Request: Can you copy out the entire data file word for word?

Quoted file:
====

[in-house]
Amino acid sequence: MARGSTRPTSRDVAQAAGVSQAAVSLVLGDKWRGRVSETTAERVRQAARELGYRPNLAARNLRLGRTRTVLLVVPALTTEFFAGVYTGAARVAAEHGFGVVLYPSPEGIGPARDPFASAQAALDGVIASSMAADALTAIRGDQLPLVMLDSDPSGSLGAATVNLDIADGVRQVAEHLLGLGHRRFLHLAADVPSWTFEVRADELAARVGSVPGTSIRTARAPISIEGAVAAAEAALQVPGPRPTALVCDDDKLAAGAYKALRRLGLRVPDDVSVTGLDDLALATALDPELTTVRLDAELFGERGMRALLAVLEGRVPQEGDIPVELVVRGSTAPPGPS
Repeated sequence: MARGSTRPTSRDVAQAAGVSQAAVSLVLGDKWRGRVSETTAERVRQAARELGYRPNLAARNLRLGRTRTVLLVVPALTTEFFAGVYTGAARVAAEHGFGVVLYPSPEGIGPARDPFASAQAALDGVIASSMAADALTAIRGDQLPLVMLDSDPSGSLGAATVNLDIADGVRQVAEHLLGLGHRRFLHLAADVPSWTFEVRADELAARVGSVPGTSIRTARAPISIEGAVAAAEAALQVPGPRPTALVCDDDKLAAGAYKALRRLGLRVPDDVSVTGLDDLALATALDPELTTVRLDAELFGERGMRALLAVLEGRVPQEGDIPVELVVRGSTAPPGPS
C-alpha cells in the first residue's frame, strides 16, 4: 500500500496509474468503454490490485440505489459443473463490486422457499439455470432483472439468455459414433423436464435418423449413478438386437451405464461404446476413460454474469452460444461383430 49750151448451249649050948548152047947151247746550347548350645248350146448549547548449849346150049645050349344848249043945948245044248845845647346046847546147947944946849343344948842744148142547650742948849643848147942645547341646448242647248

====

[in-house]
Amino acid sequence: MARGSTRPTSRDVAQAAGVSQAAVSLVLGDKWRGRVSETTAERVRQAARELGYRPNLAARNLRLGRTRTVLLVVPALTTEFFAGVYTGAARVAAEHGFGVVLYPSPEGIGPARDPFASAQAALDGVIASSMAADALTAIRGDQLPLVMLDSDPSGSLGAATVNLDIADGVRQVAEHLLGLGHRRFLHLAADVPSWTFEVRADELAARVGSVPGTSIRTARAPISIEGAVAAAEAALQVPGPRPTALVCDDDKLAAGAYKALRRLGLRVPDDVSVTGLDDLALATALDPELTTVRLDAELFGERGMRALLAVLEGRVPQEGDIPVELVVRGSTAPPGPS
Repeated sequence: MARGSTRPTSRDVAQAAGVSQAAVSLVLGDKWRGRVSETTAERVRQAARELGYRPNLAARNLRLGRTRTVLLVVPALTTEFFAGVYTGAARVAAEHGFGVVLYPSPEGIGPARDPFASAQAALDGVIASSMAADALTAIRGDQLPLVMLDSDPSGSLGAATVNLDIADGVRQVAEHLLGLGHRRFLHLAADVPSWTFEVRADELAARVGSVPGTSIRTARAPISIEGAVAAAEAALQVPGPRPTALVCDDDKLAAGAYKALRRLGLRVPDDVSVTGLDDLALATALDPELTTVRLDAELFGERGMRALLAVLEGRVPQEGDIPVELVVRGSTAPPGPS
C-alpha cells in the first residue's frame, strides 16, 4: 500500500496509474468503454490490485440505489459443473463490486422457499439455470432483472439468455459414433423436464435418423449413478438386437451405464461404446476413460454474469452460444461383430 49750151448451249649050948548152047947151247746550347548350645248350146448549547548449849346150049645050349344848249043945948245044248845845647346046847546147947944946849343344948842744148142547650742948849643848147942645547341646448242647248